By the time you read this, war drums may have been replaced by war cries as troops battle in Iraq against Saddam Hussein. Cries of mourning will arise next as war takes its toll on both sides. Since it’s never too late to pray for peace or to question the worthiness of war, these reflections follow.

Religious bodies left and right have either rejected U.S. plans for war or called for slowdown instead of showdown. No matter the case made by the Bush administration, the 17 United Nations resolutions over 12 years that Iraq has violated, or the changed world climate after 9/11, these groups continue to push peace.

Why? Short answer: It’s in their DNA.

Many think religion is the problem, most wars having been fought for God, or in the name of God. Violence has been an uncomely handmaiden of religion since the dawn of consciousness. Yet, the world has grown to feel the ungodliness of the union.

The Bible begins with creation by the word of God, not with a war among the gods that yielded bloody, earthly offspring. Original peace was disturbed and judged, not defended and justified, by the violence of brother against brother as Cain slew Abel. Jesus told Peter to put away his sword, because those who live by it will die by it. The Prince of Peace died on an upside down sword, and he’s been trying to get the church to keep the cross right side up ever since. Paul commanded: If it is possible, so far as it depends on you, live peaceably with all (Rom. 12:18).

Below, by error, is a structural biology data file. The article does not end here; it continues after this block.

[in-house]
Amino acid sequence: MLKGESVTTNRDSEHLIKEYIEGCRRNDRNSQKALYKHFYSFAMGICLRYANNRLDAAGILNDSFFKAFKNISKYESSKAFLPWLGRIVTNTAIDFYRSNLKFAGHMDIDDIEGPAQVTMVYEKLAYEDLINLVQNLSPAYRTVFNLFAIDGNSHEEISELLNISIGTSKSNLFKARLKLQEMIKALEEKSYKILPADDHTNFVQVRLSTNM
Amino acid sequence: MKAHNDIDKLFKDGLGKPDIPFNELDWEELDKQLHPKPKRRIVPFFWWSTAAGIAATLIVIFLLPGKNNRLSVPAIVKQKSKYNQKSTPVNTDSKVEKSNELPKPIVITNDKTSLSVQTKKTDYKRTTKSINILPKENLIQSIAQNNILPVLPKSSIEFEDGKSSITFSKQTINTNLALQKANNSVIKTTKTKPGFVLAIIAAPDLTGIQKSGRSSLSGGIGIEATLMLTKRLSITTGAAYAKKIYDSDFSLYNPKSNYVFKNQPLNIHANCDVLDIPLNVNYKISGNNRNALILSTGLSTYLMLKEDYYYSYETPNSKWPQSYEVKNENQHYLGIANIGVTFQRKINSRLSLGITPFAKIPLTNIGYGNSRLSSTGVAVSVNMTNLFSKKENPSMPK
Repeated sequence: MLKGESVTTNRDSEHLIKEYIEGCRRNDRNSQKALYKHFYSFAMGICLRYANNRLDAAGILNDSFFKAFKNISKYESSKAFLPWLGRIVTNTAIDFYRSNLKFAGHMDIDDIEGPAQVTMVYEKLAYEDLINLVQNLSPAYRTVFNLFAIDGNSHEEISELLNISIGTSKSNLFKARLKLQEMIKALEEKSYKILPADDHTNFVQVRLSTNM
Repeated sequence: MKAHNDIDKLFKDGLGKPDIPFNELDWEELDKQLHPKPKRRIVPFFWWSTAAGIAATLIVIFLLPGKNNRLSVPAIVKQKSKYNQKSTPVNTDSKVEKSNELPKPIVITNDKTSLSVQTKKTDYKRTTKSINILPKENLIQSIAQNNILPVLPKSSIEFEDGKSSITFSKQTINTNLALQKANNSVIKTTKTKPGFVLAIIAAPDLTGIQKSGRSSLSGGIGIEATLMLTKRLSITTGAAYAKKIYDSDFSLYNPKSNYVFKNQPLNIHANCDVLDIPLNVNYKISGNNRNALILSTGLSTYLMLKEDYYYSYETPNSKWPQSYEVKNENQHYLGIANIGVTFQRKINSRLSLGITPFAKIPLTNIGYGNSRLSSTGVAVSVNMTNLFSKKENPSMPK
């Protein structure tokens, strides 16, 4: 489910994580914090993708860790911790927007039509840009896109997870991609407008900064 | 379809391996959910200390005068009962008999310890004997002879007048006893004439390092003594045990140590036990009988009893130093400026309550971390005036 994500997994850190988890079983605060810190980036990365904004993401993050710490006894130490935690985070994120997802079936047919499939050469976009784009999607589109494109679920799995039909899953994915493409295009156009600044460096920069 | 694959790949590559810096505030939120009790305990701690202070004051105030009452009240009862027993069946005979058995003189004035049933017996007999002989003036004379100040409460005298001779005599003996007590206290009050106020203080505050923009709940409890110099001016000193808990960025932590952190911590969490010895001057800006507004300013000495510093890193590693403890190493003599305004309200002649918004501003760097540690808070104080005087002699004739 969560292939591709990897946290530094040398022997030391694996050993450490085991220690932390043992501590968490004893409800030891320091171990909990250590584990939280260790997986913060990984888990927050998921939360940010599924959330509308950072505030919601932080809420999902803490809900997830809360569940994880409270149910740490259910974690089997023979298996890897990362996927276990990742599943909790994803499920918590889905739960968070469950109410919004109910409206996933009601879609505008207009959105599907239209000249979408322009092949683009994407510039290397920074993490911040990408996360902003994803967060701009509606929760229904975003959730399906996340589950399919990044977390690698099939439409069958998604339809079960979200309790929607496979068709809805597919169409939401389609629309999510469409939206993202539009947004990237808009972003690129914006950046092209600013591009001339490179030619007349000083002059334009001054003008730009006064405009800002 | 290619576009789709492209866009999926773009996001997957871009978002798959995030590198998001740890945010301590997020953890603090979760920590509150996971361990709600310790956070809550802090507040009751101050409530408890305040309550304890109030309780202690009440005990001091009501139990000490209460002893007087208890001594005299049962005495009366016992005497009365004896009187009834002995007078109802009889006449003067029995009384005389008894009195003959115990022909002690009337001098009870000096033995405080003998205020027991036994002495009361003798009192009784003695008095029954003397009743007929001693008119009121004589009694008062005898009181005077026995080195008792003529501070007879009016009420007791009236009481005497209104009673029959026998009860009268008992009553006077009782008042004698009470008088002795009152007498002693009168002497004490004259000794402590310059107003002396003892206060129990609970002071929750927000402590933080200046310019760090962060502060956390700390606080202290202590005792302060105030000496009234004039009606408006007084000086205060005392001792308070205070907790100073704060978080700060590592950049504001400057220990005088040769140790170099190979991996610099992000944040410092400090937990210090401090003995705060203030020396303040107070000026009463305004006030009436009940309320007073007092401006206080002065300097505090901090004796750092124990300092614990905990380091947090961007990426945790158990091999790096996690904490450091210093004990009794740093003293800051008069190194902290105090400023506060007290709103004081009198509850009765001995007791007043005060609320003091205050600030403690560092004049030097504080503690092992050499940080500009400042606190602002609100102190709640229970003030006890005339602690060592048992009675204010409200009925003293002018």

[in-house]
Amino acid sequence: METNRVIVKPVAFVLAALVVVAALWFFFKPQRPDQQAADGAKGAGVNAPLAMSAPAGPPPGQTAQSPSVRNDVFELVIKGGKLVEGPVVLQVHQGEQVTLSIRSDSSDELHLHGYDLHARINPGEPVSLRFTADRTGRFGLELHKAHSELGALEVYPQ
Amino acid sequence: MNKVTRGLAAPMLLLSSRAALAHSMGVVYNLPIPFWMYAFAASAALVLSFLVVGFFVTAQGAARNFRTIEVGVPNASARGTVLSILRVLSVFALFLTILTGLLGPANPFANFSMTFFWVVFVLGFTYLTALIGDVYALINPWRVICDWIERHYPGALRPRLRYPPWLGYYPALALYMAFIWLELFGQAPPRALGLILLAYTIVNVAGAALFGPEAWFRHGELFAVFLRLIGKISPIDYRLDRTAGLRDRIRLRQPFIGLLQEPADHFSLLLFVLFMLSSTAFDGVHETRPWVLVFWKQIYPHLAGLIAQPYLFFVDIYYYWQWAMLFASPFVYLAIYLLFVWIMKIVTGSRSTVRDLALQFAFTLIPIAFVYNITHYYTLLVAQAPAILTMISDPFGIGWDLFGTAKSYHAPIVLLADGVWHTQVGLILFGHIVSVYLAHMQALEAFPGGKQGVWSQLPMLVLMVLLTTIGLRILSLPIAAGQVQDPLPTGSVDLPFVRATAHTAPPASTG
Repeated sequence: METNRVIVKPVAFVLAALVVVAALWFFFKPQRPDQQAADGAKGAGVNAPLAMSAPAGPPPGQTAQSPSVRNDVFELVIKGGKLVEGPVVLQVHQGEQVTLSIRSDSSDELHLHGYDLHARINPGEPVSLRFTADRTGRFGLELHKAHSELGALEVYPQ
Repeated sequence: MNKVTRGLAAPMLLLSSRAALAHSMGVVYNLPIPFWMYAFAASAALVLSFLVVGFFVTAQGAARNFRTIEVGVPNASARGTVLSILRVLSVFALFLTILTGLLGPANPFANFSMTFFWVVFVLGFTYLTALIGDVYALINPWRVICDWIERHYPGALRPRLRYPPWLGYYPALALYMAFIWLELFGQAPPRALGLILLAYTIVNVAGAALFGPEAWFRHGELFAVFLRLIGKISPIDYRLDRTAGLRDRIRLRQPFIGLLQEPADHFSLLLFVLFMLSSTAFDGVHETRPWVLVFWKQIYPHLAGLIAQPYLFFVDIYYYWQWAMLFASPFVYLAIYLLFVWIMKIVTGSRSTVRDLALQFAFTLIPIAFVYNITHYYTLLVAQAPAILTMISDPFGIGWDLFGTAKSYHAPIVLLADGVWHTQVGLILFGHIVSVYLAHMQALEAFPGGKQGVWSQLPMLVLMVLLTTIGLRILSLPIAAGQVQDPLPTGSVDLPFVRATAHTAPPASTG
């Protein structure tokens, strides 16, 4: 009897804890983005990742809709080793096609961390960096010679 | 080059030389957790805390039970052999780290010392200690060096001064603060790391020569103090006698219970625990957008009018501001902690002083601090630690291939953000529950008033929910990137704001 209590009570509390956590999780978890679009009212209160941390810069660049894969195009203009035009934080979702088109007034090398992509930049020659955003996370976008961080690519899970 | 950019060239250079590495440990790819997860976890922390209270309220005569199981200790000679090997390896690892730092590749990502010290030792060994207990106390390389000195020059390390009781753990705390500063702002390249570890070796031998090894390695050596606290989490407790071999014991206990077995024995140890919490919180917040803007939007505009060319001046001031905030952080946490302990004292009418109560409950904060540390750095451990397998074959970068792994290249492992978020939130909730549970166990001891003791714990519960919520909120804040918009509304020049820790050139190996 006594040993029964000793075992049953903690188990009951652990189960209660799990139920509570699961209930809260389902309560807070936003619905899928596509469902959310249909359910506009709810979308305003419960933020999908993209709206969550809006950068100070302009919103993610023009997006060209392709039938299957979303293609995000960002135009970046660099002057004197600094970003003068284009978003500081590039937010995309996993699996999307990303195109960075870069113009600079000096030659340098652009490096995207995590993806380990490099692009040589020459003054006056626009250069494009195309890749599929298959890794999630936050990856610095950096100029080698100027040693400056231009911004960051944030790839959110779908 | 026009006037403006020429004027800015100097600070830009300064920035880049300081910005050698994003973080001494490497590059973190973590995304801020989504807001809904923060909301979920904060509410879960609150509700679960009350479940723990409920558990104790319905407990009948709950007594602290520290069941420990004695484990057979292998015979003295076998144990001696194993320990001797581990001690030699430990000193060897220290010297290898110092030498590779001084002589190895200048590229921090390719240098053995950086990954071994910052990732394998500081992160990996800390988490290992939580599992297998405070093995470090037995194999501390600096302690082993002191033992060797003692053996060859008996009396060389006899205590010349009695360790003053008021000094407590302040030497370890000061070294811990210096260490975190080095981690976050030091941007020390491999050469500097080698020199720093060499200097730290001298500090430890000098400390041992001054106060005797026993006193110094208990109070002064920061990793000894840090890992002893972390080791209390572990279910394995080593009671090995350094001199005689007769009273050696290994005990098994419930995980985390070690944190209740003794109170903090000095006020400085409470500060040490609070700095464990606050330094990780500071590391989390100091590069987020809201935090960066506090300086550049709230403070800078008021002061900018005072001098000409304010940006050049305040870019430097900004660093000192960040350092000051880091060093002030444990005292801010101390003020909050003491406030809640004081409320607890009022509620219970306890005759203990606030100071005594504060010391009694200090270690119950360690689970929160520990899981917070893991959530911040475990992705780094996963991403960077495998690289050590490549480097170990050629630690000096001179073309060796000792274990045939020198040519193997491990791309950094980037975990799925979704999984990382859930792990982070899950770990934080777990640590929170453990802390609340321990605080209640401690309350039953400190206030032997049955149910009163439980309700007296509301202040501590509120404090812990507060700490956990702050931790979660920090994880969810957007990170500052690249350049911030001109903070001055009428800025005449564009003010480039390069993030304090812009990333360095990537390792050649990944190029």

Christians were slow to pick a fight in their first 300 years. After Constantine made Christianity the religion of the empire, the “just-war theory” developed. Somehow they knew even then, as Martin Luther King, Jr. later put it, that the church must never be the master of the state or the servant of the state, but always the conscience of the state.

The just-war theory is five-pointed. War must:

  • be duly authorized (declared by legitimate governments);
  • be defensive in nature, seeking to redress wrongs (no first strike);
  • come as a last resort (after peaceable means have failed);
  • protect innocent civilian life (military only, as far as possible);
  • and be proportional to the crime (no bombing for diplomatic insults).

Being the conscience of the state does not mean always opposing it. Justice and liberation from oppression are also in the DNA of people of faith. When opposing war for the sake of peace, faithful voices will propose alternatives that lead to freedom and a better life than the war option would permit. Barring those alternatives, we pray for our troops, for human life on both sides and for forgiveness all around.

There’s nothing worse than war, unless it is evil unanswered.